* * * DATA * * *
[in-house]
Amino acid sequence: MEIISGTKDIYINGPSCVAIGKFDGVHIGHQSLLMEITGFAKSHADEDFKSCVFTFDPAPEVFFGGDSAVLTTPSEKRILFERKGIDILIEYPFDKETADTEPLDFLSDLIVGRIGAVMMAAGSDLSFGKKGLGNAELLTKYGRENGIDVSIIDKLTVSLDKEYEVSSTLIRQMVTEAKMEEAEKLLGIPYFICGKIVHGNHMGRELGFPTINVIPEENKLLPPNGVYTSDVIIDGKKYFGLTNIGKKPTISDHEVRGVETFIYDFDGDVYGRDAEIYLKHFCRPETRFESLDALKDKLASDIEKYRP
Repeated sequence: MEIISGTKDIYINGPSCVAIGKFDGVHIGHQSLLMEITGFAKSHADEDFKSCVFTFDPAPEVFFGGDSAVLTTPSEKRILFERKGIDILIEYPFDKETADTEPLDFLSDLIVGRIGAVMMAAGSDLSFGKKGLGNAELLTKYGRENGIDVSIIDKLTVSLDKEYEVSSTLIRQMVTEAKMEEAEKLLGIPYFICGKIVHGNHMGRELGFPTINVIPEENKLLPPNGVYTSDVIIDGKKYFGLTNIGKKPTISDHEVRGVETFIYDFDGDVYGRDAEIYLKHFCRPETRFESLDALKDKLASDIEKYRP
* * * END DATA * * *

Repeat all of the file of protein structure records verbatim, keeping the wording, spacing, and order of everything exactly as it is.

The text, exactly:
[in-house]
Amino acid sequence: MEIISGTKDIYINGPSCVAIGKFDGVHIGHQSLLMEITGFAKSHADEDFKSCVFTFDPAPEVFFGGDSAVLTTPSEKRILFERKGIDILIEYPFDKETADTEPLDFLSDLIVGRIGAVMMAAGSDLSFGKKGLGNAELLTKYGRENGIDVSIIDKLTVSLDKEYEVSSTLIRQMVTEAKMEEAEKLLGIPYFICGKIVHGNHMGRELGFPTINVIPEENKLLPPNGVYTSDVIIDGKKYFGLTNIGKKPTISDHEVRGVETFIYDFDGDVYGRDAEIYLKHFCRPETRFESLDALKDKLASDIEKYRP
Repeated sequence: MEIISGTKDIYINGPSCVAIGKFDGVHIGHQSLLMEITGFAKSHADEDFKSCVFTFDPAPEVFFGGDSAVLTTPSEKRILFERKGIDILIEYPFDKETADTEPLDFLSDLIVGRIGAVMMAAGSDLSFGKKGLGNAELLTKYGRENGIDVSIIDKLTVSLDKEYEVSSTLIRQMVTEAKMEEAEKLLGIPYFICGKIVHGNHMGRELGFPTINVIPEENKLLPPNGVYTSDVIIDGKKYFGLTNIGKKPTISDHEVRGVETFIYDFDGDVYGRDAEIYLKHFCRPETRFESLDALKDKLASDIEKYRP